4 Teams Every Senior Pastor Needs

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Teams are everywhere. Patrick Lencioni speaks about the power of teams, John Maxwell explains the value of teams, and Forbes shares a plethora of great articles on leading teams. But which teams would be the most helpful to a pastor?

The daily load of a pastor can be extremely taxing, in some extreme cases leading eventually to burnout. Thankfully, there are many resources available that can help prevent burnout in ministry, starting with building an all-star team around a pastor. Below are 4 teams that every senior or teaching pastor needs to lead effectively.

1. Teaching team

A teaching team is a recent concept that has emerged with the addition of multi-service weekends. Under this model, there are some pastors who end up teaching up to 6-7 times on a weekend. Having a teaching team offers a few crucial benefits:

  • Builds up other communicators. The teaching team model allows the opportunity for the Senior Pastor to mentor emerging teachers. In our line of work, many of our client churches are searching for staff with teaching experience and this model would be a great addition to any church leadership development plan.
  • Allows for work/life balance.

The easiest way to beat burnout is to place a priority on spending time with the people and activities that matter most. Tweet: The easiest way to beat burnout is to place a  priority on spending time with the people and activities that matter most. https://bit.ly/2EtfKrH via @VanderbloemenSG

Church leaders and pastors have to be proactive in creating boundaries and sharing the load. Schedule time for yourself, your family, your friends, and the activities that recharge you.

  • Offers different perspectives. Teaching team models offer the congregation the opportunity to experience a different voice, a fresh perspective, and greater resources throughout the church.
  • Saves years on your life. If you are a pastor reading this, my guess is you understand exactly what I am saying. I used to say that teaching one message on the weekend feels like working an 8-hour day. Imagine speaking 3, 4, or even 5 times over a weekend. If you’re reading this and you are not a pastor but in leadership, take initiative to make the necessary changes to consider if a teaching team model is right for your church.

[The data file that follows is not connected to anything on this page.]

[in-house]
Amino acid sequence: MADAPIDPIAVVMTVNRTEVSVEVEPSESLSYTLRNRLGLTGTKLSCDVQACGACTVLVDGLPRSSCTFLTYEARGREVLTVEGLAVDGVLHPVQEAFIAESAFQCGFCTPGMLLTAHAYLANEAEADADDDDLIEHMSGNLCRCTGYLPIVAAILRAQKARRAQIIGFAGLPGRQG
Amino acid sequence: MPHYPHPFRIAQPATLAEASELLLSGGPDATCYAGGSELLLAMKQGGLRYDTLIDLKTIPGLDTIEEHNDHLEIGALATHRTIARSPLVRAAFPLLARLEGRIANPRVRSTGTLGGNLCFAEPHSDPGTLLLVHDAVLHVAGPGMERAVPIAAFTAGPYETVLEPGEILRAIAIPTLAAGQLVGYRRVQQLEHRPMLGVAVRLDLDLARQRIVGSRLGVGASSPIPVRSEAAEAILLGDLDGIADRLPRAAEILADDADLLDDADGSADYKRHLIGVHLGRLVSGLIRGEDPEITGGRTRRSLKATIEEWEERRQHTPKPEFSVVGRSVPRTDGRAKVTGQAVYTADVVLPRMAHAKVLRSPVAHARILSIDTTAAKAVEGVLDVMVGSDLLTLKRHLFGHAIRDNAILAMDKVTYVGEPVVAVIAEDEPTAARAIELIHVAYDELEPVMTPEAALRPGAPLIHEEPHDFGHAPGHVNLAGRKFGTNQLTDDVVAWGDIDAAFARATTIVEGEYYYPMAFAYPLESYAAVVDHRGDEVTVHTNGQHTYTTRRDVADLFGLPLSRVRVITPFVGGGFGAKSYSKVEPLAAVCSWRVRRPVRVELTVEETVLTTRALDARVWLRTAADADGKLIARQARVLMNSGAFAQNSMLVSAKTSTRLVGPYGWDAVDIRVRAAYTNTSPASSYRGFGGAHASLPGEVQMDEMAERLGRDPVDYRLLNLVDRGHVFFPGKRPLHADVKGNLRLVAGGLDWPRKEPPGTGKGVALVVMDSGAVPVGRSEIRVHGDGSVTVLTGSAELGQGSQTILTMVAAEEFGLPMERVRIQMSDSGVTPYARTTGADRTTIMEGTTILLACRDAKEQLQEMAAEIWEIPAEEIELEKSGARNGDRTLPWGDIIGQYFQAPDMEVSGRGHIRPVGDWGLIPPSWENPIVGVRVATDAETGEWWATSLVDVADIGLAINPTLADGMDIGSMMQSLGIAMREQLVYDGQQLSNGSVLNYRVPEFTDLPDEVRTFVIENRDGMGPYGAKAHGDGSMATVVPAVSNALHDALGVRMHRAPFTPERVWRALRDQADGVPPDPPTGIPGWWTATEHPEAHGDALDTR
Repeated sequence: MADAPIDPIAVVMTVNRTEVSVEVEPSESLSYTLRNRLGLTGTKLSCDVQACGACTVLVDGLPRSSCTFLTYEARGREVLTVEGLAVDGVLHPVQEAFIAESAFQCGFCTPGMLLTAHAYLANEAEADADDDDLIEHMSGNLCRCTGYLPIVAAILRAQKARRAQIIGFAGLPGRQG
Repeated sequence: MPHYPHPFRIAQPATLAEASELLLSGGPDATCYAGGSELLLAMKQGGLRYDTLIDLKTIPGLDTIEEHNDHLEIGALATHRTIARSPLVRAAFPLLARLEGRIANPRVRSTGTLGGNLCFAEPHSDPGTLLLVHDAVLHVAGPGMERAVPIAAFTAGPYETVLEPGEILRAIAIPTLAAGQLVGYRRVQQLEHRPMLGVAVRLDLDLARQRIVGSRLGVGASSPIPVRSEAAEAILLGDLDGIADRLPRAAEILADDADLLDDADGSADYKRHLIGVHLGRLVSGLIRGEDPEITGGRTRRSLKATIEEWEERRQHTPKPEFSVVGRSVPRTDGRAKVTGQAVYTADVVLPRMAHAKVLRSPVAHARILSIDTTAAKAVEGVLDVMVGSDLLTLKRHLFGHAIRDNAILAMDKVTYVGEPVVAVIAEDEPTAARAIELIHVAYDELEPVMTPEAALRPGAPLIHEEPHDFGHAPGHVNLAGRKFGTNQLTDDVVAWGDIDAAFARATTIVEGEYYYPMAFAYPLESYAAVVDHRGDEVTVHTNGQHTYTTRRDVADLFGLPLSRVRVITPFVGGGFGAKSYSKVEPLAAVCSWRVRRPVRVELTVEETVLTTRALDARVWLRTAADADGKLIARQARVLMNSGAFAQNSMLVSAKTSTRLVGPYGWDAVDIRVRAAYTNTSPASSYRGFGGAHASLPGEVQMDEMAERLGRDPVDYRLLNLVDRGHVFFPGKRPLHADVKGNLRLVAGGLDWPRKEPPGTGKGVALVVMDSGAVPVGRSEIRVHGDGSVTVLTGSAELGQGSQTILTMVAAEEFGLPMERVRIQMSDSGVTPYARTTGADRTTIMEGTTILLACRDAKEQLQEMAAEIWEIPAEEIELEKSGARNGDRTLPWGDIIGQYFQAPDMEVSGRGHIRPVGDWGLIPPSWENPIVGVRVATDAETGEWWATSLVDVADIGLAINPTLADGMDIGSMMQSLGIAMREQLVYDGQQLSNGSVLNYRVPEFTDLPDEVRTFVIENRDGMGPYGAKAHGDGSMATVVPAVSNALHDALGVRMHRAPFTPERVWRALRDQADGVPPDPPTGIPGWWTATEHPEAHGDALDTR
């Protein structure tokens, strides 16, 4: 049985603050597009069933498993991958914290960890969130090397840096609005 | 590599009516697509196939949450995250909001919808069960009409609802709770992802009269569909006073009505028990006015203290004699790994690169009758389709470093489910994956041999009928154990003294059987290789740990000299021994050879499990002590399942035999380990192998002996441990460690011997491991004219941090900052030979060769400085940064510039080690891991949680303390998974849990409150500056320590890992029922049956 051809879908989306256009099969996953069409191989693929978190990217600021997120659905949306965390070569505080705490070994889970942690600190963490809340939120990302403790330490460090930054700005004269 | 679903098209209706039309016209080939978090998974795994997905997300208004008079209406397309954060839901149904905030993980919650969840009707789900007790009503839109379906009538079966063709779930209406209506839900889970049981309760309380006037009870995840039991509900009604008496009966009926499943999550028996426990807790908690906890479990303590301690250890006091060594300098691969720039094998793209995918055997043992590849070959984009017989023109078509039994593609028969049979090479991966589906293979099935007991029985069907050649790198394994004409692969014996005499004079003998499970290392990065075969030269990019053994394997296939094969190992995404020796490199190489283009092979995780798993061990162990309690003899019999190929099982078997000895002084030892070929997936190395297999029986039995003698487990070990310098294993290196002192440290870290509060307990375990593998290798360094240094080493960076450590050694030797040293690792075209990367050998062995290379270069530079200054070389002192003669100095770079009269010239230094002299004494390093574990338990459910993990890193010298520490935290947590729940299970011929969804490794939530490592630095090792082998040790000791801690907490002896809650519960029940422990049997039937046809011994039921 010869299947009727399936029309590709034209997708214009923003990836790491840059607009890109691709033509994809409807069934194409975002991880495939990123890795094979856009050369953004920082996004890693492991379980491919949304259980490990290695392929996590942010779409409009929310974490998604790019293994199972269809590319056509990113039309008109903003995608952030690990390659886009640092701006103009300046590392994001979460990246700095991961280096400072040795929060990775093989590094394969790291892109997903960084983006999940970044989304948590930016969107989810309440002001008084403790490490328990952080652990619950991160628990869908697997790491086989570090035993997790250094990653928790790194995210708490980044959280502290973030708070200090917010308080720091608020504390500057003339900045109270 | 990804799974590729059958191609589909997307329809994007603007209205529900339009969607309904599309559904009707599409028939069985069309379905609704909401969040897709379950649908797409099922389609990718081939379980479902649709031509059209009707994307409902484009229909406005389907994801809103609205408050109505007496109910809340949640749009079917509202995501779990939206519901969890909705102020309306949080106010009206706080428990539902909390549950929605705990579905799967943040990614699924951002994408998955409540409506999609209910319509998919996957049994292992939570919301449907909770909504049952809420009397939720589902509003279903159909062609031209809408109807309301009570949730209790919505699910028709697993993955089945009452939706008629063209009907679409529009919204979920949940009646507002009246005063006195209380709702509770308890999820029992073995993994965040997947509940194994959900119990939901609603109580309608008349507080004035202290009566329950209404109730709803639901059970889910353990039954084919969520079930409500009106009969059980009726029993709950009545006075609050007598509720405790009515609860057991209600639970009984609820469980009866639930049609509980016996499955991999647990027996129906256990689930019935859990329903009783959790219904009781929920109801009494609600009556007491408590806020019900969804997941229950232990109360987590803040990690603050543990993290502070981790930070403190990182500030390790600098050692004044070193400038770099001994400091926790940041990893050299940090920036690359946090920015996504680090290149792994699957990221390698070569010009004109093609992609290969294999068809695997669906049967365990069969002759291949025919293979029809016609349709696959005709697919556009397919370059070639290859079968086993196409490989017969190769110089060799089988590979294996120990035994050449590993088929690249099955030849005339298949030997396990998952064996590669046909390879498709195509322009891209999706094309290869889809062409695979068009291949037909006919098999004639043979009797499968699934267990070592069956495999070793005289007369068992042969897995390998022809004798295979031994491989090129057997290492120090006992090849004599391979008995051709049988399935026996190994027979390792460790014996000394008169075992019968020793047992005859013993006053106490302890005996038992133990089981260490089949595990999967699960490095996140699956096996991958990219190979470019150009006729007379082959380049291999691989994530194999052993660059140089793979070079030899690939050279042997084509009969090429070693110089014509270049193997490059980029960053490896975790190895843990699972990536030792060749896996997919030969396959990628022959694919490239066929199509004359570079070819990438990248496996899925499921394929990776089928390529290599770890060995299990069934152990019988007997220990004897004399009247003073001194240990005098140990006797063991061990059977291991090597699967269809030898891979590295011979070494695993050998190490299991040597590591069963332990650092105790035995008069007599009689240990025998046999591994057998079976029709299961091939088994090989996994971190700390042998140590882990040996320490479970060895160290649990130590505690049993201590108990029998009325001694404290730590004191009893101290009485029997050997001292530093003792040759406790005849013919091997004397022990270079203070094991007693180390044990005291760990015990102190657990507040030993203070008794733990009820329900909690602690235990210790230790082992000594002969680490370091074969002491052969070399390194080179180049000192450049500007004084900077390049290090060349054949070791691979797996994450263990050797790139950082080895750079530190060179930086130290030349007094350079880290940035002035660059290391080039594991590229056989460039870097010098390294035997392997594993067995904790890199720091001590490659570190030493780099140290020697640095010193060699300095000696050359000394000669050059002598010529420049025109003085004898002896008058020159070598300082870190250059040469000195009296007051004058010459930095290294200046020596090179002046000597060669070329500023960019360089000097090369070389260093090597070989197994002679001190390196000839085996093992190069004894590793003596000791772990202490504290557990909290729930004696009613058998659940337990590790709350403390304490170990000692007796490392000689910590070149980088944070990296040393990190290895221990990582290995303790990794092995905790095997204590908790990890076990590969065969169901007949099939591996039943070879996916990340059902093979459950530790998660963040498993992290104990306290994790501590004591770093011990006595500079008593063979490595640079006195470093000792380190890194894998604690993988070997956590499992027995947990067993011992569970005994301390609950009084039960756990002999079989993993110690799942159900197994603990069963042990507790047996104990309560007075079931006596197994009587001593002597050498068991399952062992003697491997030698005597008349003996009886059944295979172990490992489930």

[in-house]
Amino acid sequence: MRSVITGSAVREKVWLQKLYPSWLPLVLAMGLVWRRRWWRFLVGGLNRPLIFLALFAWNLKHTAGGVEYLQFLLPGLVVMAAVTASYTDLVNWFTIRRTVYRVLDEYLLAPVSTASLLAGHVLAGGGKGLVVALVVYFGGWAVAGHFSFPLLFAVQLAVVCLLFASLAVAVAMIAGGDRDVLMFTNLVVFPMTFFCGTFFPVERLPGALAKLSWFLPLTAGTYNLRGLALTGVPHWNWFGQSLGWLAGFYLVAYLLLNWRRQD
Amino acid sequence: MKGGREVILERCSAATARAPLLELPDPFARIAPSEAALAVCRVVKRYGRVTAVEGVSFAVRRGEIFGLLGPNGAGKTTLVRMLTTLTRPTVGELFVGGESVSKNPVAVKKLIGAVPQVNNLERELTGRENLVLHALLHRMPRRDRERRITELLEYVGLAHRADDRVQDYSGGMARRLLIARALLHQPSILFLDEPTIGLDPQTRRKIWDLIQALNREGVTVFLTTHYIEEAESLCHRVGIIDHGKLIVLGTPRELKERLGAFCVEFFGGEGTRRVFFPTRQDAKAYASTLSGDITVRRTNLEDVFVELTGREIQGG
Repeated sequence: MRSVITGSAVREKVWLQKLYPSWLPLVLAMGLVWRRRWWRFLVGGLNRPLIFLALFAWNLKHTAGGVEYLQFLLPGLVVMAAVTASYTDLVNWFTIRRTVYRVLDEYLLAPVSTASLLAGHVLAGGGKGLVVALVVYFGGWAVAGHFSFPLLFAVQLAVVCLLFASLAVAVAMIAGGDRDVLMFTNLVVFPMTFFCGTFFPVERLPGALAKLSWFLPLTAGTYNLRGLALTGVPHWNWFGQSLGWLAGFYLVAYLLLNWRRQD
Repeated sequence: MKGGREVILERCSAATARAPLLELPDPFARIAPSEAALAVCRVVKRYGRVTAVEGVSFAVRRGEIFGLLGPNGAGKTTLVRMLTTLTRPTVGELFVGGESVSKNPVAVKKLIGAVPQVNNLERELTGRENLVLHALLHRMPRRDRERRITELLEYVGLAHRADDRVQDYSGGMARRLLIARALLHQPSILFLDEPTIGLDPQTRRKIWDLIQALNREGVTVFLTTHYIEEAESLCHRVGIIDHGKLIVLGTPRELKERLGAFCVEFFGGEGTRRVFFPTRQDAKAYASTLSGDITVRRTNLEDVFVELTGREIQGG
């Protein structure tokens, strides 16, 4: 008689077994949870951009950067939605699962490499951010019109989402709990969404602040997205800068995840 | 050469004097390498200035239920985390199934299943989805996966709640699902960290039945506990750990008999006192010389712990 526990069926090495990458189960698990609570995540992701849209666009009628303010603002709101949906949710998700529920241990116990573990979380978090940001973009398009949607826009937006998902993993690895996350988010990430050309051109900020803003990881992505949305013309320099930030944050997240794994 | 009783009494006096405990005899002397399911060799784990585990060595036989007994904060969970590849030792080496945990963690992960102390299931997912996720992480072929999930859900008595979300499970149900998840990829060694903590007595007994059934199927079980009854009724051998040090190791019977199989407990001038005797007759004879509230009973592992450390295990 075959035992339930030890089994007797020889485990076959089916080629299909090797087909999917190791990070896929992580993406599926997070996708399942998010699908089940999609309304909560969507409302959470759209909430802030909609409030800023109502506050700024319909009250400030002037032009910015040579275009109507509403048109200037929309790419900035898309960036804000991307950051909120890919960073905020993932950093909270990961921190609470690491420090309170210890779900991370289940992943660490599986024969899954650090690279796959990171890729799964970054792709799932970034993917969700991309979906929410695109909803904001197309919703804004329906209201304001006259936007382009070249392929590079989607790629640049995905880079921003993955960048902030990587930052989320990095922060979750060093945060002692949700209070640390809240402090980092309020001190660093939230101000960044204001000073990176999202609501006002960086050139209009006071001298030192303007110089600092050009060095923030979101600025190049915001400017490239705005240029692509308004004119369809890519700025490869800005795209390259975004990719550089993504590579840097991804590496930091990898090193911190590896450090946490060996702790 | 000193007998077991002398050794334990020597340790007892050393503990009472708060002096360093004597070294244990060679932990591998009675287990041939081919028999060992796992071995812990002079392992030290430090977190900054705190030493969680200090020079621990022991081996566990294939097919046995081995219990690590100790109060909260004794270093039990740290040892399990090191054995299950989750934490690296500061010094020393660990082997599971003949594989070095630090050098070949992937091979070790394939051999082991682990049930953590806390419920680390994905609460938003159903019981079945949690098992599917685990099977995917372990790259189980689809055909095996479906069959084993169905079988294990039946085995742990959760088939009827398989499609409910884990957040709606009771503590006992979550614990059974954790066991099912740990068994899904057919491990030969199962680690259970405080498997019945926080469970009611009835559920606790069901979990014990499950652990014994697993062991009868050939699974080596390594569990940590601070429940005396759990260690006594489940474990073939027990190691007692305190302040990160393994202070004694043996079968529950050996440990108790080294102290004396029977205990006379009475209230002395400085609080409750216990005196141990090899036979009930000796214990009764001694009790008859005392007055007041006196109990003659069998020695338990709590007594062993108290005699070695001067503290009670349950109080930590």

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2. Planning team

A solid planning team is a group of people recruited to help plan the weekend services, conduct research, and prepare messages. A planning team often includes the worship pastor, creative arts director, and/or a researcher. As a pastor, the planning team should be a group of people who inspire you, bring a different perspective, and are bursting with creativity. When gathering a planning team, look for a team that would actually be helpful to you as you create your messages.

3. Accountability team

While churches often have their own boards of directors, an accountability team for the pastor is more of a personal life board. This team is a group of trusted mentors and friends who have “been there and done that”. An accountability team should be a combination of similar personalities and differing perspectives that can both challenge and encourage a pastor through the peaks and valleys of life.

4. Prayer team

As a pastor, a prayer team could be a huge addition to your ministry and personal life. Early in my ministry career, I had two people approach me and they asked if they could just pray for me on a weekly basis. They did not have an agenda, they did not require me to be present, they simply asked how could they pray for me on a weekly basis.

Recruit a couple of people who care for you as a person, not just as a pastor. What an encouragement it is to know you have a team of people who are praying for you and your family.

What teams do you have in your life or what teams should you consider?

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